Western Trips

Western Trips

Sunday, July 15, 2012

Road Trips Ideas / Navajo County Arizona

Western Trips came across a truly fascinating piece of western history located in the northern Arizona town of Holbrook. If you're looking for road trip ideas in northern Arizona, this just might be it. Holbrook Arizona presents a good representation of an old western town during the latter 1800's and early 1900's.

The really good news is that Holbrook took steps to ensure that artifacts and general information of that era have been preserved for future generations. The focal point for your visit to Holbrook is the old county courthouse located at the northeast corner of Arizona Street and Navajo Boulevard. There are plenty of road trip destinations and if you're planning a road trip across America, and particularly along Interstate 40, then Holbrook is a great addition to your Arizona trip planner.

holbrook arizona museum
Old Navajo County Courthouse
The Navajo County Courthouse came into being in the year 1895 when Arizona carved out the county from a western portion of Apache County to be called Navajo County Arizona. This was also when Frank and Jennie C. Zuck donated a piece of land which was known as City Park. Bids were put out for the courthouse construction and the firm of Kennedy and Grim of Flagstaff Arizona won the contract.

With a new county office structure being built south of Holbrook in 1976, the old courthouse was eventually turned over to the Holbrook Historical Society. After artifacts were obtained from local residents, the courthouse was turned into the Holbrook Museum in 1981, and what a fine northern Arizona museum they built. Holbrook is located along Interstate 40 about 97 miles west of Gallup New Mexico. The town is on the southern border of the Navajo Reservation. There are too many old west stories that occurred in and around Holbrook, including one hanging on the courthouse grounds, to include in one article but we've come across a few you're sure to fine interesting.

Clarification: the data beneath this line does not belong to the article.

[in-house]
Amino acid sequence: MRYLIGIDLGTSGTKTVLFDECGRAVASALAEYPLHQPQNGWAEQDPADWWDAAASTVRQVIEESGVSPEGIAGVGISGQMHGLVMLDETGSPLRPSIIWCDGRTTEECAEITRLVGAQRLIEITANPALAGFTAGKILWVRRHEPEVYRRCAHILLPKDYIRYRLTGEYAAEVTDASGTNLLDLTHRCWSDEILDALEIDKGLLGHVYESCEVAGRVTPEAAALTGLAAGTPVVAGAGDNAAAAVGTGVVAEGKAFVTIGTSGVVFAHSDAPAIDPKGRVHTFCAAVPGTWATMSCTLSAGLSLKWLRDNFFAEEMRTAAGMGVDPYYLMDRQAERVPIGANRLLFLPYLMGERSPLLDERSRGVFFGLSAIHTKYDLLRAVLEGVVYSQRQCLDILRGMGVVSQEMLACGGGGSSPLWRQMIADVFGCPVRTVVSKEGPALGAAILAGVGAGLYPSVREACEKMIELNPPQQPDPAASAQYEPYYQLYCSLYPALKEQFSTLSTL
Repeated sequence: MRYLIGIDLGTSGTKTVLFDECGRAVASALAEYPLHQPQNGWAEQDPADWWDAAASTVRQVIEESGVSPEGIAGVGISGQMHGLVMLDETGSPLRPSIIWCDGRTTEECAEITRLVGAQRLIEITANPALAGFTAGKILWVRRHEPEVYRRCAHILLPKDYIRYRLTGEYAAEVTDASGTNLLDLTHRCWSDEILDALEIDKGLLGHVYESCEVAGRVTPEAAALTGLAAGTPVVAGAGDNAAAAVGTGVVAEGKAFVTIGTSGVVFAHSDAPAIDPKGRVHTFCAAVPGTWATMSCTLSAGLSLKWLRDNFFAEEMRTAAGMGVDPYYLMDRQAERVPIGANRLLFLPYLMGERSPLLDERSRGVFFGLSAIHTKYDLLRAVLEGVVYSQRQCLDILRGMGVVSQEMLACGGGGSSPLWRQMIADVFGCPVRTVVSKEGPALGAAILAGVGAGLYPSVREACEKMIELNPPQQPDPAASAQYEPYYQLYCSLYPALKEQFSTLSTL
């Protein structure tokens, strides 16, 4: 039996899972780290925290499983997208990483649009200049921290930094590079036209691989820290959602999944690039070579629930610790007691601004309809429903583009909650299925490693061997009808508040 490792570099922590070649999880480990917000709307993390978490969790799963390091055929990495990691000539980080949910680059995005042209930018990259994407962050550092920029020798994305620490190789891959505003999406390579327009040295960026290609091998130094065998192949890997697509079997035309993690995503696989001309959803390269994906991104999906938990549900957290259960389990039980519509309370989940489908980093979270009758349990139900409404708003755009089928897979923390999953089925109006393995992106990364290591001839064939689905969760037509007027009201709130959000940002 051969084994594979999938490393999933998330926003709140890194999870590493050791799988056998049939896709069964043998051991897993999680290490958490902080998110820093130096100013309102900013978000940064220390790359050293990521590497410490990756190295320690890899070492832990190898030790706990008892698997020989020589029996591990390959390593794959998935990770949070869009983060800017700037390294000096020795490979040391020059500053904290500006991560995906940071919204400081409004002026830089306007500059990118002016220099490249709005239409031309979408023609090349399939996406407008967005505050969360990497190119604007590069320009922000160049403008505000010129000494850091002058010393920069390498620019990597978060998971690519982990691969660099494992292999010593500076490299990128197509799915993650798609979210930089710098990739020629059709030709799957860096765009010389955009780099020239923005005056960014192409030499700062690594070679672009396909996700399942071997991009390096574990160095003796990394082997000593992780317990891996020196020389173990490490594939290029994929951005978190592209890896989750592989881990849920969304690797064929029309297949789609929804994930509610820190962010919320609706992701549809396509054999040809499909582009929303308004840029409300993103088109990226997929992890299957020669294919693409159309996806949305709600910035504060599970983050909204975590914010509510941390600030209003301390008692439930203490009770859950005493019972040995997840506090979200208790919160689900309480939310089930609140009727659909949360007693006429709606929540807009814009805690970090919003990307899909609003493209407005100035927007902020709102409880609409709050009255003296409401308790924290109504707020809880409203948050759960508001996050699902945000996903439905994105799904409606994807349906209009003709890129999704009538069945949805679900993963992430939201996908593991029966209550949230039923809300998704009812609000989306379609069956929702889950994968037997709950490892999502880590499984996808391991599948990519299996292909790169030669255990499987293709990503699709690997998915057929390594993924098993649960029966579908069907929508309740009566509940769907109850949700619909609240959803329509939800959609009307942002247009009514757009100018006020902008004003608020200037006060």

It Happened in Holbrook

When you think about old west towns you might come up with names such as Tombstone, Deadwood or Laredo. In addition to these be sure to add Holbrook. Holbrook was known to be a bit on the violent side when it came to shooting things up. The town was shot up almost daily by a combination of outlaws, rustlers and drunken cowboys. In fact, some will tell you that Holbrook was the most violent town in the latter 1800's. In a period of one year it was said that twenty-six people met a violent death. Adding to this was a violent range war going on to the south of Holbrook involving cattle ranchers and sheep ranchers. Tombstone might be considered a peaceful town compared to what was going on in Holbrook at the time. As a side note, a great book about the frontier ranchers and how they dealt with rustling is The Cattle Kings, by author Lewis Atherton.

Sheriff Commodore Perry Owens

The first story occurs in the 1880's when Holbrook was part of Apache County Arizona and the newly elected county sheriff was a man by the name of Commodore Perry Owens. The public domain photo below of Owens shows his long hair and Winchester rifle. Owens, born in 1852, was given his name by his mother who wanted to honor the famous Commodore Perry of US Naval fame. Owens was charged with trying to stop the rustling which enraged the local ranchers. Owens, who carried two 45 caliber pistols on his hips and a Winchester rifle, was just the type of sheriff the ranchers wanted. He was a crack shot. With straw colored hair almost down to his hips, Owens stood out. His targets were the rustlers, many of who were chased out of Texas by the Texas Rangers, and the Navajo Indians who also were suspected of rustling and horse theft.

sheriff owens of arizona
Sheriff Owens
Commodore Perry Owens was involved in what has been named the Owens-Blevins Shootout, the most violent shooting in Holbrook Arizona history. In September of 1887, Owens rode his horse into Holbrook armed with a warrant for a man named Andy Cooper whose real name was Blevins. The warrant was for horse theft. Owens approached the rented home that Cooper and the extended Blevins family, brothers, wives and children, were residing at. Carrying his Winchester, Owens was on the porch of the house when he encountered Cooper just inside.